Guerrero conducts riveting program

Giancarlo Guerrero
Akron Beacon Journal

Cleveland Orchestra sounds terrific; pianist gets standing ovation

The conductor Giancarlo Guerrero has a way of hurrying onstage as if he can't wait to get started. Saturday night, for his first time leading the Cleveland Orchestra at Blossom Music Center, his conducting was not only infectiously exuberant but insightful, too.

Born in Nicaragua, raised in Costa Rica and educated at U.S. music schools, Guerrero has joined the orchestra on numerous occasions recently, both at Severance Hall and on tour in Miami and beyond. While there were a few slapdash moments on Saturday, more often the orchestra sounded absolutely terrific under him.

Quite possibly, Beethoven's Symphony No. 2 sounded especially fresh and pointed because it followed (after intermission) the thick, dark score of Rachmaninoff's Piano Concerto No. 3. And the orchestra was in accord with Guerrero for a riveting performance. Together, conductor and players created an especially sweet, focused string/wind blend and a chamber music-like quality of players listening to each other.

Guerrero led with a clear point of view, that Beethoven was breaking ground in this early work. The performance was both crisply classical and thrilling, with Beethoven's surprises underlined (though not overdone) so we didn't take them for granted.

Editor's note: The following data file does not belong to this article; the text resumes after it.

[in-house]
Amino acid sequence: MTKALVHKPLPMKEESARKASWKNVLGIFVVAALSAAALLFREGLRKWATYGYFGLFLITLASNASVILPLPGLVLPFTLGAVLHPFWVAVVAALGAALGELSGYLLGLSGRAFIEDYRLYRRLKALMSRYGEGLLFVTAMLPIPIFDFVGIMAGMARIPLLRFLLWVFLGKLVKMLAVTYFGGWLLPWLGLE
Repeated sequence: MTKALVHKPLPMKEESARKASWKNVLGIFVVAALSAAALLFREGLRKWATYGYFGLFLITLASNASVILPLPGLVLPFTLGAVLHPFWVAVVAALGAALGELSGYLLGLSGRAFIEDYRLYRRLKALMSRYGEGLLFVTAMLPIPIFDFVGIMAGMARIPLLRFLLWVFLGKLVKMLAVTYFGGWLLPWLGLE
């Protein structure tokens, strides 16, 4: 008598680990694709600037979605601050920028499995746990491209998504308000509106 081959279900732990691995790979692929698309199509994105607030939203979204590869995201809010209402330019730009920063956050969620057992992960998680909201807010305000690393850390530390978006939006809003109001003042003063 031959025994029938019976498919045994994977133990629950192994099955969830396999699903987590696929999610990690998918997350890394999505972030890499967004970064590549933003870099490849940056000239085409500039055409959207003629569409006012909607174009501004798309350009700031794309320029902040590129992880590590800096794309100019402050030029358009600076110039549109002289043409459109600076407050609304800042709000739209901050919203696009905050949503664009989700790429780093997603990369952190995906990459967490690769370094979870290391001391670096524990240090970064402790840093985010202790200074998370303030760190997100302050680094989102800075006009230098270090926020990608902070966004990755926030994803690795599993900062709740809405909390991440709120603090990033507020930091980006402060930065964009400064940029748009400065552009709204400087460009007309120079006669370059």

And here was another surprise: The high-speed facility of the playing made the Beethoven good company on a program with Rossini's Overture to Semiramide, led by assistant conductor Jayce Ogren. Piccolo player Mary Kay Fink and clarinetist Daniel McKelway popped out their solos with pizazz.

The Capriccio espagnol of Rimsky-Korsakov proved an ideal vehicle for the orchestra's strings, who sounded particularly quick and effervescent. More oomph was needed from the French horns to match the charisma of the rest of the winds in this Spanish-style writing.

There was plenty of virtuosity to go around on Saturday's program, which presented the Russian pianist Kirill Gerstein in his Cleveland Orchestra debut. Rachmaninoff's Piano Concerto No. 3 spools out in a long melodic flow, decorated with technical showmanship that in some florid sections turned momentarily into a blurry mash-up between soloist and orchestra.

Gerstein was born in 1979 in Russia and received his conservatory training in the United States. His technical prowess measured up to standards for a first-prize winner at the 2001 Arthur Rubinstein Piano Competition, and Gerstein played with nuanced musicality, if not inspired imagination.

Rachmaninoff himself recorded the concerto in a 33-minute version, which is about seven minutes shorter than the complete version played on Saturday - and would have been enough. Gerstein went over big with the audience, who rewarded his performance with a standing ovation and cheers.